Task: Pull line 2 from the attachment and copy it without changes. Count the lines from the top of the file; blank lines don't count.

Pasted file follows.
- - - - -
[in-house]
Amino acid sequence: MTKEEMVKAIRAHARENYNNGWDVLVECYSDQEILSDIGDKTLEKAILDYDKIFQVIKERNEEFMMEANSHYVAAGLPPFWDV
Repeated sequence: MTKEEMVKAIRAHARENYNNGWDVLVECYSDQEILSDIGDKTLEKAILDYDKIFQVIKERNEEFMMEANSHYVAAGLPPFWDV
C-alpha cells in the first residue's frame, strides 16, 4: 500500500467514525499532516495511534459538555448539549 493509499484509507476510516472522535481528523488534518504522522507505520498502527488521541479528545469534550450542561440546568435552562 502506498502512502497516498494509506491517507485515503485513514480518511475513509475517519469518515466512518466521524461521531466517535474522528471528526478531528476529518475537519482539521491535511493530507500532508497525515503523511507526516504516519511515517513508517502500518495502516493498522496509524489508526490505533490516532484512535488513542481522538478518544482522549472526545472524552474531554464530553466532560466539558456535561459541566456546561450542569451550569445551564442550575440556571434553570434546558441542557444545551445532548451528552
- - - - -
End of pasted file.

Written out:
Amino acid sequence: MTKEEMVKAIRAHARENYNNGWDVLVECYSDQEILSDIGDKTLEKAILDYDKIFQVIKERNEEFMMEANSHYVAAGLPPFWDV